First of all, there is a very important distinction between being able to detect a "Snowden-like" actor and being able to prevent one. As far as I have seen, Beehive makes no claims about preventing one, but rather seems to promise the ability to give you alerts that suspicious activity is happening in your network. Sure, not as good, but still considered a "holy grail" in some research communities.
With that said, I'm extremely doubtful that Beehive is able to meet those expectations. Machine learning can do quite well at extracting complex patterns from large piles of data with reliable identities. For example, differentiating between pictures of cats and dogs is extremely reliable; we can all do it 99+% of the time, yet if I had to tell what's the exact algorithm for taking in 100x100 pixels and determining cat vs dog, I have no idea how I would do that. But I can supply you with 100,000 of such images and let ML methods figure out a rule that reliably differentiates between the two based on the values of 100x100 pixels. If I do things right, the rules created by ML should even work on new images of cats and dogs, assuming no huge changes in the new data (i.e., if I only used labs and tabby cats in the training data, then try to get it to identify a terrier...good luck). That's ML's strength.
Determining "suspicious behavior" is a much more difficult issue. We don't have 100,000's of samples of confirmed bad behavior, and we don't even really have 100,000's of samples of confirmed good behavior! Worse yet, what was a good ML method that worked yesterday doesn't work today; unlike cats and dogs in photos, adversaries try really hard to trick you. Most people I know working on ML for cyber security have accepted that the idea of purely automated detection is beyond our grasp at the moment, but perhaps we can build tools to automate very specific repetitive tasks that a security analyst needs to do over and over, thus making them more efficient.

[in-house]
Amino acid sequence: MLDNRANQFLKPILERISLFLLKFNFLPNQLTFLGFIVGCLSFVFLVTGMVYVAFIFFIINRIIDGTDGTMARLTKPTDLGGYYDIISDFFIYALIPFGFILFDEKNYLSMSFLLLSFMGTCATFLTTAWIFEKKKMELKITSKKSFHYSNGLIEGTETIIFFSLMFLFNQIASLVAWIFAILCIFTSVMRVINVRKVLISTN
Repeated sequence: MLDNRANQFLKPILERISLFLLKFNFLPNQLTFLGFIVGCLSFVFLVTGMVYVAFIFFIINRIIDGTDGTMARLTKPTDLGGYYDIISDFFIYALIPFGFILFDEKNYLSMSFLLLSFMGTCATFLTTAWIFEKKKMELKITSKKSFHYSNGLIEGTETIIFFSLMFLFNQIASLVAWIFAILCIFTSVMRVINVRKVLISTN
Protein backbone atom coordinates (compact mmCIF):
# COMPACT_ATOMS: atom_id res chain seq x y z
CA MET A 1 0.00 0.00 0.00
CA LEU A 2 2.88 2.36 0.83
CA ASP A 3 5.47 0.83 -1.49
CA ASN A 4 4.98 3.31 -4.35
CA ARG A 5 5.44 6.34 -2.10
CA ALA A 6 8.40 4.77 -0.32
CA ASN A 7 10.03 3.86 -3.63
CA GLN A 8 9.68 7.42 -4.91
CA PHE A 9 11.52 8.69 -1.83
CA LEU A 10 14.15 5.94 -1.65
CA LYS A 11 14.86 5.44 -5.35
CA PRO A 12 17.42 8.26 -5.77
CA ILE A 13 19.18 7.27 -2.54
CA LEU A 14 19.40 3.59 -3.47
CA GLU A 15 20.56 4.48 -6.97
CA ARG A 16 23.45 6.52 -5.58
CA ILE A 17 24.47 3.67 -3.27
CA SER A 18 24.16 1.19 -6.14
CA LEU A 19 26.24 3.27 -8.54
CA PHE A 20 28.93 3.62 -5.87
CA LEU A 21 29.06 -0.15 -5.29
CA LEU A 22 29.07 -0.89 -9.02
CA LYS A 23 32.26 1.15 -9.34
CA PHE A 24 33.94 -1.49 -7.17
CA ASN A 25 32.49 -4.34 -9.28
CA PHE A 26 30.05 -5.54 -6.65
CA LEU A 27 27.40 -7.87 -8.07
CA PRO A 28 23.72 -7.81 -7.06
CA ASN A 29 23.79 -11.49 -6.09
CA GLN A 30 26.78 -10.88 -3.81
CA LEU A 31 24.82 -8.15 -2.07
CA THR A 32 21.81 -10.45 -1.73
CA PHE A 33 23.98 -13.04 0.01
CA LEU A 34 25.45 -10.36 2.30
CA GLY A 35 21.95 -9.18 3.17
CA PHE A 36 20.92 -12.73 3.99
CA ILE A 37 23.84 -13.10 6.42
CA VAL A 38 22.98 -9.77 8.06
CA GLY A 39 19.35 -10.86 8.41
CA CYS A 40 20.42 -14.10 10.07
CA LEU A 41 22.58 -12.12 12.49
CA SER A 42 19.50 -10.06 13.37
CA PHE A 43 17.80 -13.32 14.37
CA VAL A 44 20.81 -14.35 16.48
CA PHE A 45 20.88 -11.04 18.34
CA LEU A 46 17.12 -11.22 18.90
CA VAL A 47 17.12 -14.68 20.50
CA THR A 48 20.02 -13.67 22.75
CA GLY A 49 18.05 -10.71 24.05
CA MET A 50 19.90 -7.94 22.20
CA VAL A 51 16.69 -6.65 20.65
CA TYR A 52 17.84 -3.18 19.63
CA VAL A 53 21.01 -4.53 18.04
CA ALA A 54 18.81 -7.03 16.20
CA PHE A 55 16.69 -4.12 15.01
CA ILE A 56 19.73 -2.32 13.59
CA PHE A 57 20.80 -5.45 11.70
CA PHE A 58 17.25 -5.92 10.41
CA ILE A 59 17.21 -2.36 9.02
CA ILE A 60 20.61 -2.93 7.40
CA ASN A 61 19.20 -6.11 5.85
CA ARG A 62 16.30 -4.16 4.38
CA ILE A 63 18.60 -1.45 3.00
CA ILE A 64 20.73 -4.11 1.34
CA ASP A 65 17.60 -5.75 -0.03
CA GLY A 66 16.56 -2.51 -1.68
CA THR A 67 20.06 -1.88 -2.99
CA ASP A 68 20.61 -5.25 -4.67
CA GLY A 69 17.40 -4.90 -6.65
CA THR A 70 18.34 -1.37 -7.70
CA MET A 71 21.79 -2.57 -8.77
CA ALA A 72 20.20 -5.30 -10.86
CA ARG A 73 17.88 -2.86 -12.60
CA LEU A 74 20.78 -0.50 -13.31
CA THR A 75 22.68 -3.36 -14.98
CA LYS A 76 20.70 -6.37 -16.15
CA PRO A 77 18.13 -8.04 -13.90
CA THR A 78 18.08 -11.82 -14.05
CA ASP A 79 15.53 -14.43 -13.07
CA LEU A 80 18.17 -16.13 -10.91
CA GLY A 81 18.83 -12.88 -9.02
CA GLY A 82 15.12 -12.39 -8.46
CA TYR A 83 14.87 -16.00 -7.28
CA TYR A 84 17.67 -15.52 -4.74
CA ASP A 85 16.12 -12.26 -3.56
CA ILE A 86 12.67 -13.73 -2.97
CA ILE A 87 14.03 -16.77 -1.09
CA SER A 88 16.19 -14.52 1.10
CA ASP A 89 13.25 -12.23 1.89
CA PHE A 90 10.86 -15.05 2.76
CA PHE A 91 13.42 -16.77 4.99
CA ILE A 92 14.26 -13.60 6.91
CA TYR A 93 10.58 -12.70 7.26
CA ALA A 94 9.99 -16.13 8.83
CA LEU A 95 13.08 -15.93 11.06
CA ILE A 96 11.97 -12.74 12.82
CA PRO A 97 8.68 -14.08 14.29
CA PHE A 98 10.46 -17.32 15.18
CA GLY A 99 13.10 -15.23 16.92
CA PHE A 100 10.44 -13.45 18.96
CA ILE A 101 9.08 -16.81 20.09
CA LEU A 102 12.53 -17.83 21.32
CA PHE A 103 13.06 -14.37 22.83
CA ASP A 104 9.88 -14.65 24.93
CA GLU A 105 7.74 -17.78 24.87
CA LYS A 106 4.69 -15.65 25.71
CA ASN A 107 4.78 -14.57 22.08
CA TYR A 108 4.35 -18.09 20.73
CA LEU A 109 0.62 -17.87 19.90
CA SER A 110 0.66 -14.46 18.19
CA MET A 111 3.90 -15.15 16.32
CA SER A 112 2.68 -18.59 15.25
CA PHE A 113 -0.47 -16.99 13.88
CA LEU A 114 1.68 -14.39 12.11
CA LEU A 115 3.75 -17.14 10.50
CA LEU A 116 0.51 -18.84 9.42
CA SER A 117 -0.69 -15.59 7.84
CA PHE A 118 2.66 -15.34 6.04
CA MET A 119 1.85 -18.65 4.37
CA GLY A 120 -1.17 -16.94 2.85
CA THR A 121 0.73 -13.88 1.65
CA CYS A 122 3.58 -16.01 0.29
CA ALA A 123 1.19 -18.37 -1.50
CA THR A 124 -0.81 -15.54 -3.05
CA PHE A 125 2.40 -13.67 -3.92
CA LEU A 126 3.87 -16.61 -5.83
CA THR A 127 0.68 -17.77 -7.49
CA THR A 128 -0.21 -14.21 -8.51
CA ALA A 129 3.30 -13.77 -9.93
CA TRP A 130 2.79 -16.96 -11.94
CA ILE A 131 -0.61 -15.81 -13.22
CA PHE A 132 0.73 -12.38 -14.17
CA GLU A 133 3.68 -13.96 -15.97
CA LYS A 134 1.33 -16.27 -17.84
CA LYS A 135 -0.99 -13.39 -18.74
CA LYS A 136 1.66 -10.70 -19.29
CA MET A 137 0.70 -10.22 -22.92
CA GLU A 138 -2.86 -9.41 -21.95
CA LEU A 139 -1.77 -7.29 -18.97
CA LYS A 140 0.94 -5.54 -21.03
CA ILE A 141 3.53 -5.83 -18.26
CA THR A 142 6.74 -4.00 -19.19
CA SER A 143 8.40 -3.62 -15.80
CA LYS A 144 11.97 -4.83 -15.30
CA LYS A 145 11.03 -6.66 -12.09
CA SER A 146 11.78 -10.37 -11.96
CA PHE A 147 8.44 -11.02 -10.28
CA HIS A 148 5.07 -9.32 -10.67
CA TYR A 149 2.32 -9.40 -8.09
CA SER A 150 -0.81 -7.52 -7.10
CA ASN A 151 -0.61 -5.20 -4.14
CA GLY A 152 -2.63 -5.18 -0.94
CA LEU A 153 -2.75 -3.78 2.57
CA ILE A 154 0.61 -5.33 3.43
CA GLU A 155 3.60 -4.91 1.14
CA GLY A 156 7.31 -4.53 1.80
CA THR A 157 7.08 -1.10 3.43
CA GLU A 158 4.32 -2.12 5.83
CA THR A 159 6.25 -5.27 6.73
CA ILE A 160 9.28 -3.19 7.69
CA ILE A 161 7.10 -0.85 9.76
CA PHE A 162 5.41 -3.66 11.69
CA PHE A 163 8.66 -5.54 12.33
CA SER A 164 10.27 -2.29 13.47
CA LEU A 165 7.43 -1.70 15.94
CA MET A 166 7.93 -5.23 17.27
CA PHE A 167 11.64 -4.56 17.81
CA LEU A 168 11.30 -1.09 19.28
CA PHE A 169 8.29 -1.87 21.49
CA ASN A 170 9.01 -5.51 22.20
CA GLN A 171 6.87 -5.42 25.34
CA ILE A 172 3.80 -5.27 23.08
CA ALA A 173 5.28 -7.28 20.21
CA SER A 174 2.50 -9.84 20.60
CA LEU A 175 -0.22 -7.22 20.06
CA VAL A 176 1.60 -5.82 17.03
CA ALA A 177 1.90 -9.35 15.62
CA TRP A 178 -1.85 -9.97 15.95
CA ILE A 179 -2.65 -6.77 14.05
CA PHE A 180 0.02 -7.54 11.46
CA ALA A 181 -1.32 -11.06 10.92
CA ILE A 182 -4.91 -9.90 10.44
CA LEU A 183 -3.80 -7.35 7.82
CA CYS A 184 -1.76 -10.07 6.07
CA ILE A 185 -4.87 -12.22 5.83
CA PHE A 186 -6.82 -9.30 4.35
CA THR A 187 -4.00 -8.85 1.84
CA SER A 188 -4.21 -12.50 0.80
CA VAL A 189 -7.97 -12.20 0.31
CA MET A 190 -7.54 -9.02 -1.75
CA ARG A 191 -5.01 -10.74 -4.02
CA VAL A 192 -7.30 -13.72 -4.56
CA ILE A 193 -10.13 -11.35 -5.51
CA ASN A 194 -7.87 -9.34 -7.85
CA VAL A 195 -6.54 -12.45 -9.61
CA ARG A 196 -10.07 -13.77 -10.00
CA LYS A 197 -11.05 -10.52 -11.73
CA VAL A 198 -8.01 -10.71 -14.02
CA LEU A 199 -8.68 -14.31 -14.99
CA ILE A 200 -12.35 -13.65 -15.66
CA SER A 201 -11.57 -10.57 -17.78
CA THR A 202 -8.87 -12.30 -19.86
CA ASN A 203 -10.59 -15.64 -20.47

With that said, the authors of Beehive seem to have skipped that lesson and claim that they've solved this problem. I'm highly suspicious of the performance, especially given that the methods they suggest are the first one a ML researcher might think to try and have routinely been rejected as not useful. For example, they suggest using PCA to identify outliers in logs. This, and variations of it, has been tried 100s of times and the result is always that the security analyst shuts off the "automated detection" because they get so many false positives that it costs way more time than it saves.
Of course, in all these methods, the devil is the details and the details of these types of methods never really get exposed in published work ("we used PCA to look for outliers in server logs" is an extremely vague statement). It's always possible that they have some super clever way of preprocessing the data before applying their methods that didn't make it into the paper. But I'd be willing to bet my right arm that no user of Beehive will be able to reliably differentiate between "Snowden-like" behavior and non-adversarial real world use of a network in real time.